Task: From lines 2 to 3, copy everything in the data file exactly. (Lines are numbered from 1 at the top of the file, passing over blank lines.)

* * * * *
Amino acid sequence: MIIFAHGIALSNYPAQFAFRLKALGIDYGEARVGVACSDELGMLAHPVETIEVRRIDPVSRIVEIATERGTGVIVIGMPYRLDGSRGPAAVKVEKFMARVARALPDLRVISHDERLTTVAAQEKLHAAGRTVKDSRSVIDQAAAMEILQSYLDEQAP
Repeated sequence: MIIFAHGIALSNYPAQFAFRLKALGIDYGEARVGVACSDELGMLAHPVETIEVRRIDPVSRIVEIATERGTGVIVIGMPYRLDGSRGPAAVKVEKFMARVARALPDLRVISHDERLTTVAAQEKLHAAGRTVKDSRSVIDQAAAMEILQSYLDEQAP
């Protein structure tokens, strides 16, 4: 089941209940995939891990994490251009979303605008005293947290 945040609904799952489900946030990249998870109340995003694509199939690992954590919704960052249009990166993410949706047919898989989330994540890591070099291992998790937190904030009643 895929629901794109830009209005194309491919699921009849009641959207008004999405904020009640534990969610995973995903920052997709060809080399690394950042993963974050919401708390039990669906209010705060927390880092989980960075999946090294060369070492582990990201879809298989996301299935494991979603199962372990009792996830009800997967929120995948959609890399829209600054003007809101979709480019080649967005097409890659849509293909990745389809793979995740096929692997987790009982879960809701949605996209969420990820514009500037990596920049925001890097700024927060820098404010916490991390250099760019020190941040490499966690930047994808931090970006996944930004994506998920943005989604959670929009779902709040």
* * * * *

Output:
Repeated sequence: MIIFAHGIALSNYPAQFAFRLKALGIDYGEARVGVACSDELGMLAHPVETIEVRRIDPVSRIVEIATERGTGVIVIGMPYRLDGSRGPAAVKVEKFMARVARALPDLRVISHDERLTTVAAQEKLHAAGRTVKDSRSVIDQAAAMEILQSYLDEQAP
């Protein structure tokens, strides 16, 4: 089941209940995939891990994490251009979303605008005293947290 945040609904799952489900946030990249998870109340995003694509199939690992954590919704960052249009990166993410949706047919898989989330994540890591070099291992998790937190904030009643 895929629901794109830009209005194309491919699921009849009641959207008004999405904020009640534990969610995973995903920052997709060809080399690394950042993963974050919401708390039990669906209010705060927390880092989980960075999946090294060369070492582990990201879809298989996301299935494991979603199962372990009792996830009800997967929120995948959609890399829209600054003007809101979709480019080649967005097409890659849509293909990745389809793979995740096929692997987790009982879960809701949605996209969420990820514009500037990596920049925001890097700024927060820098404010916490991390250099760019020190941040490499966690930047994808931090970006996944930004994506998920943005989604959670929009779902709040």